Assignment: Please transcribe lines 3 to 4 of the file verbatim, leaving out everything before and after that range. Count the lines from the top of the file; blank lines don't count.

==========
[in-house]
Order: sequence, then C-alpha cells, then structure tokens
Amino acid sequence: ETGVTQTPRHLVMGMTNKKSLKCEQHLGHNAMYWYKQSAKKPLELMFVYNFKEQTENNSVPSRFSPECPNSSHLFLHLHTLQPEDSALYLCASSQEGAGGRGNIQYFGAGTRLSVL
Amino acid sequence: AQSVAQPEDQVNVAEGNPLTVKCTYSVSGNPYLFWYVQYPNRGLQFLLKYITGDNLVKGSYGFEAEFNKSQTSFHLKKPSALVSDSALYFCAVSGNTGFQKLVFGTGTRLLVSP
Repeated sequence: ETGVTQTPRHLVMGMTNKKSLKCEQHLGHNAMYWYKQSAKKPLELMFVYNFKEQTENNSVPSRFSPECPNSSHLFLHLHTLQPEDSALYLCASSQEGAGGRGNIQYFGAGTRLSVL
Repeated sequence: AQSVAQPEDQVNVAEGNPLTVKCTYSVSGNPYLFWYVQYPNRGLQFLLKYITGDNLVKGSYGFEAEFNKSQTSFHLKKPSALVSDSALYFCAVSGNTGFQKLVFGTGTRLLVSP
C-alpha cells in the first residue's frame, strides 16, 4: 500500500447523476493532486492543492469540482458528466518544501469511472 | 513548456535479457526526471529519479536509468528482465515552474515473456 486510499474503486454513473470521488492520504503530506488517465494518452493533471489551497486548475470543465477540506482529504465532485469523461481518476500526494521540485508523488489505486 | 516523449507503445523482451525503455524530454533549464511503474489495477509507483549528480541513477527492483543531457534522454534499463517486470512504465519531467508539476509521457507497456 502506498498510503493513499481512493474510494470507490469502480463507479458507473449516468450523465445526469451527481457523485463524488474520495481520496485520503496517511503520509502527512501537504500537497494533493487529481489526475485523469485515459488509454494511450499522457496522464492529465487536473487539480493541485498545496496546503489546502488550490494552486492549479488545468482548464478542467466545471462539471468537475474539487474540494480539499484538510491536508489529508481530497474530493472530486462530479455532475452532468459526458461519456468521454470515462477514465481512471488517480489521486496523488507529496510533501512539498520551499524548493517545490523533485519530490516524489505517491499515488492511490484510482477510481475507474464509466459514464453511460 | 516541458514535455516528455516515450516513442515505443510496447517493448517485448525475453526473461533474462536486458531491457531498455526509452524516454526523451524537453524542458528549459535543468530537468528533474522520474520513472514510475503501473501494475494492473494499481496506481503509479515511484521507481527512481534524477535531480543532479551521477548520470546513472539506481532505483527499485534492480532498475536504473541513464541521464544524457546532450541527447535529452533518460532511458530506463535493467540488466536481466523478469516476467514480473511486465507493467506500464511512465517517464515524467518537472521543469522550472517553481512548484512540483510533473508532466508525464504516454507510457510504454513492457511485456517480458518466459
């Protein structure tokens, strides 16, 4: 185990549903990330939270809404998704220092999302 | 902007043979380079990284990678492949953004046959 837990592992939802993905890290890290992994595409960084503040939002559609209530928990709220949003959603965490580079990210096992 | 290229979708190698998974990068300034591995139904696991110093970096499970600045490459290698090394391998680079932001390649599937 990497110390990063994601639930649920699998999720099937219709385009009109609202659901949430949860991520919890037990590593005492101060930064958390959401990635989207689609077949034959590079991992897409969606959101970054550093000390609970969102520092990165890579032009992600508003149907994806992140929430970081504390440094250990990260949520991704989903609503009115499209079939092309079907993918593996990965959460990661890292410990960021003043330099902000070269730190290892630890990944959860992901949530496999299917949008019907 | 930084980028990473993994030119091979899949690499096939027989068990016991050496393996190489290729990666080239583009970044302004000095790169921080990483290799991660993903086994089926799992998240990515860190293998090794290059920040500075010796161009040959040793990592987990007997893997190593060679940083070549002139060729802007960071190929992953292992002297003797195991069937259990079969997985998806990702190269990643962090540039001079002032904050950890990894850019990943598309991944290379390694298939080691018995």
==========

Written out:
Amino acid sequence: ETGVTQTPRHLVMGMTNKKSLKCEQHLGHNAMYWYKQSAKKPLELMFVYNFKEQTENNSVPSRFSPECPNSSHLFLHLHTLQPEDSALYLCASSQEGAGGRGNIQYFGAGTRLSVL
Amino acid sequence: AQSVAQPEDQVNVAEGNPLTVKCTYSVSGNPYLFWYVQYPNRGLQFLLKYITGDNLVKGSYGFEAEFNKSQTSFHLKKPSALVSDSALYFCAVSGNTGFQKLVFGTGTRLLVSP